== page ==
Neumorphic card however pretends to extrude from the background. It’s a raised shape made from the exact same material as the background. When we look at it from the side we see that it doesn’t “float”.uxdesign.cc
As you might have noticed I have already switched the drop-shadows on this blogs theme to also use this very simple shadow-recipe.
And if you want to – you can go here and generate all you need in a handy configurator:
Apparently the german main train operator does offer their regional and nationwide train network in an overall one-pager plan version:
Now, if you take the nationwide one, it looks like this:
It looks okay, but not that great. Given the many examples of proper train network plans.
Someone as well was not satisfied, so this person created one and put it on reddit:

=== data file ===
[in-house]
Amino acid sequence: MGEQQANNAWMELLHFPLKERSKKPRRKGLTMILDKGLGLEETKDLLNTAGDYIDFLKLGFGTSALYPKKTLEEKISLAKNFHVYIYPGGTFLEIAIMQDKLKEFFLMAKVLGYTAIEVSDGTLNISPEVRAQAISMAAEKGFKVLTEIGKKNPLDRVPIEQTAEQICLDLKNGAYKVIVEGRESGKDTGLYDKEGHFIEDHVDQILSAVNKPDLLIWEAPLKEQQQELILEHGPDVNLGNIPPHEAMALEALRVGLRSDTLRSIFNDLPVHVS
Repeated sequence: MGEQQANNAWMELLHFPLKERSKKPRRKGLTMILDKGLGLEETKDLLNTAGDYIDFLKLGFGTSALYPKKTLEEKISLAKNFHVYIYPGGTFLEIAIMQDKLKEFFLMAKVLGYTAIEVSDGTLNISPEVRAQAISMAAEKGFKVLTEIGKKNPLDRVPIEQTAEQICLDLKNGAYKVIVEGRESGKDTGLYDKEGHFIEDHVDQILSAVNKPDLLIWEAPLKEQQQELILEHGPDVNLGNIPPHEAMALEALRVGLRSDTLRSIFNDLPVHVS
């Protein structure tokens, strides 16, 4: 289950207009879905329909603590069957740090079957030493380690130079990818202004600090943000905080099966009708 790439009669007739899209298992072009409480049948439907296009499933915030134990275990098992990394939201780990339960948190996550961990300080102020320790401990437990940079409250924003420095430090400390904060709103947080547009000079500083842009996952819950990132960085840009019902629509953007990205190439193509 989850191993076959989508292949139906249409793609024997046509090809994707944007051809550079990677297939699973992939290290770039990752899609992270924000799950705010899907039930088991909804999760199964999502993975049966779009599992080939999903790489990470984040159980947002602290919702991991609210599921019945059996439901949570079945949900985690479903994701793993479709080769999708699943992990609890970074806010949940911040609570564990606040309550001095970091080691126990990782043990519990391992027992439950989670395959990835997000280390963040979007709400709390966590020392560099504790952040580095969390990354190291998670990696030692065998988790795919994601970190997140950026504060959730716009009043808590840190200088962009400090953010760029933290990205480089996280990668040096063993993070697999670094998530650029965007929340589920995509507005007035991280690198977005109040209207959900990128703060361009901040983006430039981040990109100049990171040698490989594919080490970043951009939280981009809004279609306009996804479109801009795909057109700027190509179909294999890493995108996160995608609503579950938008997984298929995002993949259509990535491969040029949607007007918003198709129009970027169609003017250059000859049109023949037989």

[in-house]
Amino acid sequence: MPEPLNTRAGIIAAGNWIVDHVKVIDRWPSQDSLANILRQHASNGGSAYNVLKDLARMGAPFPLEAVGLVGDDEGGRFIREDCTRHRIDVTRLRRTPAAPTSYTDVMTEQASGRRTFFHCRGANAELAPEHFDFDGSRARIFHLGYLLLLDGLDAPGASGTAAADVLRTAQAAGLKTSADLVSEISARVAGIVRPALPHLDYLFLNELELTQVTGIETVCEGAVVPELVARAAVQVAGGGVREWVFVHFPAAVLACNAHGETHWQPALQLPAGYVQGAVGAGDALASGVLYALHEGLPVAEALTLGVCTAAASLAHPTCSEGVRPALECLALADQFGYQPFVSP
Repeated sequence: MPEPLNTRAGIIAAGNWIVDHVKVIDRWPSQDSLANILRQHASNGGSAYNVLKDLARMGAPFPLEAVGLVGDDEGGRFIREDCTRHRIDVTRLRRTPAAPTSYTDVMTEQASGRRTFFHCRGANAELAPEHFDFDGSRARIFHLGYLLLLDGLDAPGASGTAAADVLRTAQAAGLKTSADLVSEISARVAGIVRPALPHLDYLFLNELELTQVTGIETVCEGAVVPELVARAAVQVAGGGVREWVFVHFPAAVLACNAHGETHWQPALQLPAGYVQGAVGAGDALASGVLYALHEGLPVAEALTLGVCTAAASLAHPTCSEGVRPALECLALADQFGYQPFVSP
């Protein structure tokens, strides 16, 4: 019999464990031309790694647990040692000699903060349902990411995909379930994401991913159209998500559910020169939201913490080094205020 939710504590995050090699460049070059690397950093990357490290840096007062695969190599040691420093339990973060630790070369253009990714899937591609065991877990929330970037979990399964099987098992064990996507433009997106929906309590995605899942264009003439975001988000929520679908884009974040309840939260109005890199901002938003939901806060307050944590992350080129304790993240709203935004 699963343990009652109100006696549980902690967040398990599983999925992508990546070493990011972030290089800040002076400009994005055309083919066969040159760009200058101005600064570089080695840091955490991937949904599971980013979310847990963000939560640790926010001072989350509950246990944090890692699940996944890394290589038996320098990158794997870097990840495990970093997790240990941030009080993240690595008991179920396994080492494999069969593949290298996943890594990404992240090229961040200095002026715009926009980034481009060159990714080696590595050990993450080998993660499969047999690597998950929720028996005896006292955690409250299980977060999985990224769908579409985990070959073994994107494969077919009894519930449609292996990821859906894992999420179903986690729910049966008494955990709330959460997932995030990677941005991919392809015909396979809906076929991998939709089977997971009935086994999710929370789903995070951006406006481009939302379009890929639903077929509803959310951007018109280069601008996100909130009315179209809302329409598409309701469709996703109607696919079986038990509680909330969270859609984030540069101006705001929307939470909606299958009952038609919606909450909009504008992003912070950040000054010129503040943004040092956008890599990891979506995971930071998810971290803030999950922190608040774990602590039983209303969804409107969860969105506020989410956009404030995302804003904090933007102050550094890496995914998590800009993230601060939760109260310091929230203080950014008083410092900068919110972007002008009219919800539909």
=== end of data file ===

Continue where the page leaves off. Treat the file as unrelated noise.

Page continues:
This is so much nicer! Of course this has to be taken with the addition of: there are several “jokes” hidden in the names and lines. Don’t take this as an actual reference – rather go by the official ones.
Video incoorporating image processing via python and BigGAN adversarial artificial neural network to breed new images. There are papers about “high fidelity natural image synthesis”.
Anthony Baldino – Like Watching Ghosts from his recently released album Twelve Twenty TwoAnthony Baldino
It started with this tweet about someone called Ayliean apparently drawing a plant based upon set rules and rolling a dice.
And because generative art in itself is fascinating I am frequently pulled into such things. Like this dungeon generator or these city maps or generated audio or face generators or buildings and patterns…
On the topic of flowers there’s another actual implementation of the above mentioned concept available: